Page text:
Comment by Jim Campbell
January, 18, 2020
Education can be a double edged sword.
As many Black Americans are graduating form universities across the country as well as receiving advanced degrees they begin to think of themselves differently.
Asking a simple question, what have Democrats done for American blacks in the last 50 years, the answer is nothing.
What if Blacks Vote for Trump?
The Wall Street Journal
By Daniel Henninger
Jan. 18, 2020
Wonder Land: The traditional view of African-American voters supporting the Democratic Party could be upended by three recent polls, which show growing support for President Trump among black voters. Image: Curtis Compton/Zuma Press
What if in November enough black Americans voted for Donald Trump to re-elect him into the presidency?
This unlikely straw has been in the political winds recently because in three opinion polls—Emerson, Marist, and Rasmussen—President Trump registered about 30% support among black voters.
Asked to respond by InsideSources.com, former Hillary Clinton adviser Joel Payne said: “I have a better chance of jumping center for the Celtics tonight than Donald Trump having 30% support in the African-American community.”
He may get the call.
[No bias there, just more delusional thinking]
The reason this unlikely 30% number breaks the seals in Democratic heads is that for years it has been a rule of thumb in politics that if black support for Republicans ever reached 20% of the total vote, a Democratic presidential candidate would not be able to win, ever.
A Gallup analysis of the Roper Center’s exit poll data has Republican candidates averaging about 10% of the black vote since 1976. In 2016, Mr. Trump topped out at 8%. Still, one wonders if Mr. Trump’s potential pull from black and Hispanic voters may be the sleeper issue of the 2020 campaign, the way conventional wisdom missed the 2016 Trump vote in Pennsylvania, Michigan, and Wisconsin.
During the latter election cycle, one of the most important, least noticed events was a July 2015 speech by former Texas Gov. Rick Perry in which he said it was time for black Americans to reconsider their political loyalties:
“Democrats have long had the opportunity to govern African-American communities,” he said. “It is time for black families to hold them accountable for the results.
And I’m here to tell you it is Republicans, not Democrats, who are truly offering black Americans the hope for a better life for themselves and their children.”
Last Friday, stories on the December jobs numbers noted that the unemployment rate of 3.5% was at a 50-year low, with the unemployment rate for African-Americans and Hispanics hitting historic lows, both under 6%.
In a 2015 speech on the economy, Hillary Clinton talked about the jobs landscape then: “A quarter of young black men and nearly 15% of all Latino youth cannot find a job.”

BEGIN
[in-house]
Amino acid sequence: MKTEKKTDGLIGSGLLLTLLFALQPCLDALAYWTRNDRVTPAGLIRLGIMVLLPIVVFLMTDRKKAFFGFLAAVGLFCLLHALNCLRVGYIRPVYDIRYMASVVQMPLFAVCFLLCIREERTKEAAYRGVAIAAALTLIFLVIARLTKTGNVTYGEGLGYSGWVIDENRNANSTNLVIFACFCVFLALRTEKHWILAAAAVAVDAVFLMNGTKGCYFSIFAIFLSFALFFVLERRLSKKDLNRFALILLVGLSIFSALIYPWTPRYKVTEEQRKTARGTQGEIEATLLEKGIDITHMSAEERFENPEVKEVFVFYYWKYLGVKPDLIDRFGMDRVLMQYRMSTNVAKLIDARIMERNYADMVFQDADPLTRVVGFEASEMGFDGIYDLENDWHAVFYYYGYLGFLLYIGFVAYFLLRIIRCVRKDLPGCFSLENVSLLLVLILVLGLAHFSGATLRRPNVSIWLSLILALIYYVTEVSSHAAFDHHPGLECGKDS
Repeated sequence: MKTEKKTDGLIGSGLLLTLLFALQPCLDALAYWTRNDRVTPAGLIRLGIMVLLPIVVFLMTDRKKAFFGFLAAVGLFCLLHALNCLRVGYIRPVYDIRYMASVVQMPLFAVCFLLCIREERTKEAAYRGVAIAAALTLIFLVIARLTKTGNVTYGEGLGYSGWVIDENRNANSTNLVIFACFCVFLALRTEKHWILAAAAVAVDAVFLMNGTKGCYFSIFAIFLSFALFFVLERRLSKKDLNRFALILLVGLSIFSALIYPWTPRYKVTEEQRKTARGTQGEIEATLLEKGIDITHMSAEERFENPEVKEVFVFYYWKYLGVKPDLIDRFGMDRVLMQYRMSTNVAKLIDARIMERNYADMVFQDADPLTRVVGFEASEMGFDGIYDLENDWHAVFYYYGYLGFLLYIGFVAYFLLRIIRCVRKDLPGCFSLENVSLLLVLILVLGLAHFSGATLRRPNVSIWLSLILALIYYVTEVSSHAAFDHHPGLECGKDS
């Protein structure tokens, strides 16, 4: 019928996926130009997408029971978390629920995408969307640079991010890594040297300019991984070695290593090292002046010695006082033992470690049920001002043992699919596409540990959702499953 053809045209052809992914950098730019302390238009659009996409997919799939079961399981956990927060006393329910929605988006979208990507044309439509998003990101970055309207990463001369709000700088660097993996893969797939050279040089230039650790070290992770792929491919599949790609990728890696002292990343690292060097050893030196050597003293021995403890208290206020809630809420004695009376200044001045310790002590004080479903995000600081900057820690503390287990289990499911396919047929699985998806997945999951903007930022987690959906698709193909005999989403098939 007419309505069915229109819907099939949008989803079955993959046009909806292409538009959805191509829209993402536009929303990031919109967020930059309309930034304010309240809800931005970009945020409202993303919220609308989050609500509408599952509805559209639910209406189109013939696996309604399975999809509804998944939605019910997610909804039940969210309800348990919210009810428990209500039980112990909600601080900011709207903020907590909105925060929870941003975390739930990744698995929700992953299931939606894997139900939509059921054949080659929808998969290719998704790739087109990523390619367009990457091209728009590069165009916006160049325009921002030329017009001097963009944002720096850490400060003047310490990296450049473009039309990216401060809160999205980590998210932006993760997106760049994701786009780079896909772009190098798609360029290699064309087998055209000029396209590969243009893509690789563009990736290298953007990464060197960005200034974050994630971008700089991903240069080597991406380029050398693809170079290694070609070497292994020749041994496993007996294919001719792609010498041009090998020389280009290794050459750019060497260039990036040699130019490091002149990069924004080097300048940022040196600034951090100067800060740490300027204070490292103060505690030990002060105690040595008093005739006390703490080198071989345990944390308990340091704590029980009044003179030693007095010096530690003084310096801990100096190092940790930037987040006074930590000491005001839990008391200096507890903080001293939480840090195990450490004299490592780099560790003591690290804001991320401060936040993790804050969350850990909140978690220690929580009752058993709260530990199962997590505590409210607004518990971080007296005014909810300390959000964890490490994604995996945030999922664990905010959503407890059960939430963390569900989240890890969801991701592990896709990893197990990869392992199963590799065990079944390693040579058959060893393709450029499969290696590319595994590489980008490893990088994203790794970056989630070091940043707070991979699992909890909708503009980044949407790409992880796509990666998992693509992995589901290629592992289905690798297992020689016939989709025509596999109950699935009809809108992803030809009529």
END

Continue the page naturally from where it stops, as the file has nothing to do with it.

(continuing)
Those numbers are much better for them now. They know it, and their voting parents and grandparents know it.
One anecdote: I was walking through a neighborhood food court in Manhattan last month and noticed a new counter that sells smoked fish.
Behind it, learning the operation, were five employees—all in their 20s and all black or Hispanic.
A thought occurred to me: That’s the Trump economy. That is the reality behind the monthly jobs numbers.
An entrepreneur got a loan to open this small business and gave these five what looked like their first jobs.
Also reported in the past two years is how workers in their first or second jobs are moving up the pay scale into higher-level jobs.
In the Democratic presidential debate Tuesday night, there was virtually no recognition that any of this was happening.
But maybe some of these minority voters—maybe even the additional numbers Mr. Trump needs to earn 15% to 20% of the black vote—don’t think work grows on trees or out of federal transfer payments and do believe this president’s policies have contributed to their paychecks and improved prospects.
Conventional wisdom holds that Mr. Biden has a lock on the black vote. The Washington Post-Ipsos poll reported days ago that 48% of black voters prefer Mr. Biden over his Democratic rivals.
The more intriguing corollary question is why have other Democratic candidates, including Kamala Harris and Cory Booker, failed to attract significant black support? [Because black voters saw them as frauds?]
Mr. Trump’s 30% support may be a figment, but theirs is pretty much invisible.
Some of that sentiment for Mr. Biden’s could be a default, rather than the guarantee it was with Barack Obama.
An enduring condescension of our politics is that the voting preferences of minorities, especially black Americans, are monolithic and unchanging. This is notably untrue of Hispanics, whose vote this time is up for grabs, and who are a substantial percentage of voters in Nevada, Arizona, Colorado, Texas, and Florida.
As well, one of the great, well-documented social dynamics of our time is the migration of black Americans out of the politically blue urban centers in the north—New York, Philadelphia, Chicago, even Los Angeles—for greater economic opportunity across the Southern U.S. Days ago, the Journal reported on the array of benefits manufacturers are offering to get needed workers to relocate to take a half-million unfilled factory jobs.
Social mobility, the most durable antipoverty program, is stirring again. Rick Perry’s question about results and party is suddenly apt.
The tectonic plates of American society are moving again, and not in ways that comport with the progressive storyline of intractable inequality and racism.